The system was perfect. Everyone knew what to do when a component failed. Everyone knew how to determine where to send the part for repair. Everyone knew the system was available seven days a week. Everyone knew how to find out when the next repairable item was available. Everyone knew how to find out what was replaced during the last repair. The system was perfect… Then Bill left.
In the above example, the system, was, of course, a person. The person held all this information in their head. If your business is small enough, or a one-man show, you probably have a very efficient repairs management process using the best computer ever, the human brain. But for larger businesses, a system must be used to apply a business strategy. Total business costs must be balanced against business risk. Inventory levels must be optimised.
An effective repairables management system provides information and guides the user to a course of action.
It will answer questions such as:
- Who prepares the items for dispatch?
- How do you know if the item is to be repaired or thrown away?
- Who raises the purchase order?
- What is the standard for the rebuild?
- Who is the quote for repair sent to?
- Do you repair the item straight away or hold it for repair?
- How many repairable items do I need to stock?
- How do we make sure the system doesn’t order another item while one is out for repair, leading to overstocking?
So the question becomes, what do we need to do to be able to answer all these questions? Let’s start to look at each of these questions and how the cost benefit equation can be optimised.
Who prepares the items for dispatch? Who cleans the repairable item?
To prepare the item for dispatch, seal any openings and remove fluids. Open compartments lead to damage and increase the cost of repairs. Leaking fluids lead to incidents. Clean the item so that it can be transported safely and comply with any transport requirements. Nominate the responsible person for these tasks. Consider whether you want your most expensive technicians doing these functions. Can it be integrated into a warehouse function? Can a Trades assistant do this work? Write this into your business processes.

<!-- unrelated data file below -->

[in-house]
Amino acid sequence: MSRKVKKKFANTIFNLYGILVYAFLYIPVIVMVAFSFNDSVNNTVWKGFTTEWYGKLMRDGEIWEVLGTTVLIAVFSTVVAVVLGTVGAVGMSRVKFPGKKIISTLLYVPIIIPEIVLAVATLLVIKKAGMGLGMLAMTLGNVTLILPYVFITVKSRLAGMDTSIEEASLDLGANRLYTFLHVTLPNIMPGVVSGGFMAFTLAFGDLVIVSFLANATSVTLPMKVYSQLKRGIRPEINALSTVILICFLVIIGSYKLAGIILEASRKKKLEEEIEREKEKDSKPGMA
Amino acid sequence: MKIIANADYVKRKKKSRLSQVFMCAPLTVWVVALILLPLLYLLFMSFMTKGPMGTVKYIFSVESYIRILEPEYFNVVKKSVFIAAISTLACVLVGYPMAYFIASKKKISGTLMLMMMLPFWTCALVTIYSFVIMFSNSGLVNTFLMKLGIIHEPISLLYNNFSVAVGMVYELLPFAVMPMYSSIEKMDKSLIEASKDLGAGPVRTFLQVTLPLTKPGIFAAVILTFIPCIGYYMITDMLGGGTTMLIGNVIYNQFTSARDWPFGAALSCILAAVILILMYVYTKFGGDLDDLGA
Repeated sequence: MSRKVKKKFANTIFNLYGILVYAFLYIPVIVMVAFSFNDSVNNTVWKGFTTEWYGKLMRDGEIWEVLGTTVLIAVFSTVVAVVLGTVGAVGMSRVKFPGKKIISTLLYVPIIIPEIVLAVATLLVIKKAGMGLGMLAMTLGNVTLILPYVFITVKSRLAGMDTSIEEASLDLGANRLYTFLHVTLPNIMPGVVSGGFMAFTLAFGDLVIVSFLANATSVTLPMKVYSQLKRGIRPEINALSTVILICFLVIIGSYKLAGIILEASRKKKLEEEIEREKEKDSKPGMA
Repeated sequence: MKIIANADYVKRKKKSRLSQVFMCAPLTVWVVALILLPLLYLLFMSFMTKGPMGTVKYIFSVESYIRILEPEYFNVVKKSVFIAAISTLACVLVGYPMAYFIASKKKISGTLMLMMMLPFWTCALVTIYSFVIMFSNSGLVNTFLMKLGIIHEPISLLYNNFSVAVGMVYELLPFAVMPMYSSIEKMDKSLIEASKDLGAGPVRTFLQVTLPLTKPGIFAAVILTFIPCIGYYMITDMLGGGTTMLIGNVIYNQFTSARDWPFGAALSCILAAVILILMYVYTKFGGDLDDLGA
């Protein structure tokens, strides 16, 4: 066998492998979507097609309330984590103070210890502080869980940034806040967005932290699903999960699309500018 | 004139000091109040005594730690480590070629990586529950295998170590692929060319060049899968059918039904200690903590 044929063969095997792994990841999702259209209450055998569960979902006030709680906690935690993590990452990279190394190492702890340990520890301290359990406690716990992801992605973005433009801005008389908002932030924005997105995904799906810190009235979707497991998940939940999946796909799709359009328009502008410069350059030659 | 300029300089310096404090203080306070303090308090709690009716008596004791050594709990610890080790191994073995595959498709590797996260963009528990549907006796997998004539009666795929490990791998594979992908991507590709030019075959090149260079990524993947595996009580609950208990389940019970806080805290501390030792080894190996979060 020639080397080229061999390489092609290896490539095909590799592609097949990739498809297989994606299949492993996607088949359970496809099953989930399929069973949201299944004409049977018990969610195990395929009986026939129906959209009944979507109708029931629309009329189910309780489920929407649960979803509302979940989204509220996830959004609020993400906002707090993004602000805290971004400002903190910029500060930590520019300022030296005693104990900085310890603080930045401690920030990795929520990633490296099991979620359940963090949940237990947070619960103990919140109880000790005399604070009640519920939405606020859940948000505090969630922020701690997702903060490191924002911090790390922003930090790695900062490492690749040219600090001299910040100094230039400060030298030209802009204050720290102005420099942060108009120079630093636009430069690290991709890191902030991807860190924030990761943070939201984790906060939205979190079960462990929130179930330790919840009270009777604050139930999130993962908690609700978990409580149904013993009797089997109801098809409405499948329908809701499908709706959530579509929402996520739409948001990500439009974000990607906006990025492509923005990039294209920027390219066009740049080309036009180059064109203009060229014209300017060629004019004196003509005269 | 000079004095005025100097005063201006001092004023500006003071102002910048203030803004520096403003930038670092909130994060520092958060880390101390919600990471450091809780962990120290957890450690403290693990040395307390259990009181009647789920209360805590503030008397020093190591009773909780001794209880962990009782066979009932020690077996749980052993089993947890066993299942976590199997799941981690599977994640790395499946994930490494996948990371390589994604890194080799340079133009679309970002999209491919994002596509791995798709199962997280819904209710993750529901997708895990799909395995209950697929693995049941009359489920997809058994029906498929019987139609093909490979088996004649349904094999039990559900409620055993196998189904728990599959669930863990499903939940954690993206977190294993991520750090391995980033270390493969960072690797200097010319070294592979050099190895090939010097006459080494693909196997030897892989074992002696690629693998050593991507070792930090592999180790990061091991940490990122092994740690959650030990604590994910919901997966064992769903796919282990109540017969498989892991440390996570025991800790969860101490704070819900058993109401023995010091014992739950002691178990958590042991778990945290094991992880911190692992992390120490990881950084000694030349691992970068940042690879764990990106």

How do you know if the item is to be repaired or thrown away? Where is the repairable item sent for repair?
This is where an up to date ERP system, inventory management system or site management system should provide this information to provide guidance to those on the ground. Don’t rely on certain people having this knowledge in their head. Don’t rely on people making on the fly decisions. Hopefully your choice of repairer has been pre-determined based on cost, quality and timeliness of repair.
Who raises the purchase order? When is the purchase order raised?
Typically, suppliers don’t like working on things without work orders. Automate your system so that the purchase order will be generated when the repairable item is removed from stock. This will reduce you administrative burden.
What is the standard for the rebuild?
Do you want it restored it to a zero-life condition? Are there updates that should be incorporated into the rebuild? Updates may increase the cost, but it may improve the life, allow for better performance and reduce the risk of some of the parts used in the rebuild becoming obsolete.
Who should the quote be sent to? Who approves it?
Send the quote to someone that understands the scope and cost of the rebuild. Will it be worth repairing or should it be completely replaced? You need to challenge the scope and challenge the cost to get your optimum outcome. Give this person the authority to approve the work. Don’t waste the time of middle and upper management approving these when it adds no value.
Do you repair the item straight away or hold it for repair? If it is held for repair, where is it held?
This is where a clear strategy is required. Repairing the item straight away adds an immediate cost to the business that may be unnecessary. Delaying the repair will improve your cashflow but may increase risks to the business. Holding the item on site will add to the repair turnaround time and potentially the equipment downtime if it is required urgently. Holding the item at the repairers may come at a storage cost.
How many repairable items do I need to stock?
Excessive stock is an unnecessary cost to the business and a lack of spare parts can result in expensive downtime. Understand your critical equipment, however, don’t hold multiples of every part for the critical equipment. Use inventory optimisation tools or software to determine what stock you need.
How do we make sure the system doesn’t order another item while one is out for repair, leading to overstocking? How do we trace the item before, during and after the repair?
Once again, the set-up of the ERP system or inventory management system is critical to ensuring that the system doesn’t reorder ‘new’ repairable items. The ERP system should have a way of identifying where the item has gone for repair and at what stage of the repair it is at. It will take dedicated resources to ensure the ERP system is maintained. The effort will be rewarded.
Assetivity’s multi-functional consultants, who understand and embrace both leading-edge Maintenance practices as well as Inventory Management processes, are in a unique position to assist you to truly optimise your spare parts inventory holdings.